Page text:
032) Overstaying your visa means you’ll have to pay a fee for each day that passes. After a certain amount, you may be arrested, legally charged and deported. But a day or 2 is usually fine.
031) Never say “but I’m American” as a defense / elitist way or “America is the best country” in a serious / cocky way. It will not go well.
Luang Prabang, Laos
030) Always have loperamide in your packing list / EDC if going overseas, to combat travelers’ diarrhea that can hit at the worst times; bus, train, waiting in line, walking in a new and foreign city etc.
029) Tipping is not universal. It’s not always necessary and can even be considered rude to tip. Do a quick search of wherever you plan on going to figure it out.
028) Titanium is rarely if not ever set off by airport metal detectors remain fully visible under full-body and X-ray scanners.
027) The cheapest way out of the airport is by bus or train. Taxis will cost several times as much. This will also give you a quick lesson on using the local transportation.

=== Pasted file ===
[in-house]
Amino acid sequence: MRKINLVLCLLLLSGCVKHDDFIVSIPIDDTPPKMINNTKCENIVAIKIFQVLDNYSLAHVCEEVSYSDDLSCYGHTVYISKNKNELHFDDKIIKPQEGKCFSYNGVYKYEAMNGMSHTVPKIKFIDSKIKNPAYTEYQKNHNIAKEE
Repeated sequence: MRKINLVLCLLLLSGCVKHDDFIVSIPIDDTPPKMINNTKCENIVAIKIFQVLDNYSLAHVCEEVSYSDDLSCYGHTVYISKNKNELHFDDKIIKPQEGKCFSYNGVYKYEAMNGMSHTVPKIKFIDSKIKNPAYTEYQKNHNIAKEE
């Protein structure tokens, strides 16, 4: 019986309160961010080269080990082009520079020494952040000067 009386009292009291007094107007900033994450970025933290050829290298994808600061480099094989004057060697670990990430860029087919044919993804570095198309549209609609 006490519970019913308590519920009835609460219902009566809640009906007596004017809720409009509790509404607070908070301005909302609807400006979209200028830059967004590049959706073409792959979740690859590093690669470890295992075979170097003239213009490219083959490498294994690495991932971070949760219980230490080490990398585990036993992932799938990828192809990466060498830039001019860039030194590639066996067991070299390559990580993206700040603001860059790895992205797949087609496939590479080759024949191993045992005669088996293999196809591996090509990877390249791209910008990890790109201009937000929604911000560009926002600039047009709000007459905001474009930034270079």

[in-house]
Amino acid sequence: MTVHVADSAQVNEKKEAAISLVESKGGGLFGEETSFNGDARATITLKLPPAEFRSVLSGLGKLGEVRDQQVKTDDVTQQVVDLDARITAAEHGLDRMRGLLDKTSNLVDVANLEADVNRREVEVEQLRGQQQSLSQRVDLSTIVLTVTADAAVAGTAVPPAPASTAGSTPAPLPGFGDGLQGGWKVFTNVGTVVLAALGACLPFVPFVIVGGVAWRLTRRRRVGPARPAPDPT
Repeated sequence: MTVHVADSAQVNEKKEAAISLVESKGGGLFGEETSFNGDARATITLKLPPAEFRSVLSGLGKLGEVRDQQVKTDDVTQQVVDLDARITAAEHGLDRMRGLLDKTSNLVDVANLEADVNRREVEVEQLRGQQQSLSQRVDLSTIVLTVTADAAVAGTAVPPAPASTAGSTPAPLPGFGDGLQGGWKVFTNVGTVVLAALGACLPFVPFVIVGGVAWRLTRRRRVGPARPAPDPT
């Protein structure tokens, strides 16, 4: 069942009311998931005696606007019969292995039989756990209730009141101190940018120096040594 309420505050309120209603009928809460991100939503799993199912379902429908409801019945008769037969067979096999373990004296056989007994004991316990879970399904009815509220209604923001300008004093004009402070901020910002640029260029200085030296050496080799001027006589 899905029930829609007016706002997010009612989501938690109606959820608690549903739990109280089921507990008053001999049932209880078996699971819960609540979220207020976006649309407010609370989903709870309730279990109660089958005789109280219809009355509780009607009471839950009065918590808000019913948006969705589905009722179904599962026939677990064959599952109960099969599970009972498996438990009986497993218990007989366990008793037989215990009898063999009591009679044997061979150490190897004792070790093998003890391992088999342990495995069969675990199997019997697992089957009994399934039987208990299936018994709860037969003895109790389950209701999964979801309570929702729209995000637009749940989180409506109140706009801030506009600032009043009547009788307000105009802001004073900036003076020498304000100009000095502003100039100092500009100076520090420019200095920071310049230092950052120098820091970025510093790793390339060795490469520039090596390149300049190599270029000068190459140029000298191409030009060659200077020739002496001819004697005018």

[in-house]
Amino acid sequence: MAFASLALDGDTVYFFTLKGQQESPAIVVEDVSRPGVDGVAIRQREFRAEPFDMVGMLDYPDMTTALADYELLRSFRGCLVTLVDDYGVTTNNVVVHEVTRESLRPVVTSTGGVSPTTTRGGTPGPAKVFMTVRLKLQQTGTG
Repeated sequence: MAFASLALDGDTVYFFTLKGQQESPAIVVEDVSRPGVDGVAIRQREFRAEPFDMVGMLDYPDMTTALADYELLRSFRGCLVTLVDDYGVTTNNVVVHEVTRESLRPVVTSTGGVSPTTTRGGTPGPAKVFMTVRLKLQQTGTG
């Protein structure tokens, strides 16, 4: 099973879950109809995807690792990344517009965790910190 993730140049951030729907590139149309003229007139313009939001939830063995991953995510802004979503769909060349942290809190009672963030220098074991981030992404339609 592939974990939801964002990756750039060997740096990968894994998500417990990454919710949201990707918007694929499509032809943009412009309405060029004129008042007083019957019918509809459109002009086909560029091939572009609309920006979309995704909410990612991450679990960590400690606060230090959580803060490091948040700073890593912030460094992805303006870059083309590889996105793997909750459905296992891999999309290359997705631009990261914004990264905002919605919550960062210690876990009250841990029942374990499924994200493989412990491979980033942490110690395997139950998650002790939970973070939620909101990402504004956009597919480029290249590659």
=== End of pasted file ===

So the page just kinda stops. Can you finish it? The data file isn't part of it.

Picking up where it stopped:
026) Even if packing light enough for just carry-on, have a much smaller (than the primary) bag, such as a “daypack“, to put in your valuables and or for daily (EDC) kits.
025) Airbnb offers huge discounts when booking a week or more and bigger discounts on a month or more.
024) Avoid seats near the lavatory on flights. Other than the obvious persistent smells, this area will have significant foot traffic.
023) Instead of carrying your passport all the time for daily casual activities, have a picture of the ID page on your phone.
022) If there’s a meter in a taxi, demand the driver to activate it. This is the number one way to get ripped off, by them charging you whatever they want.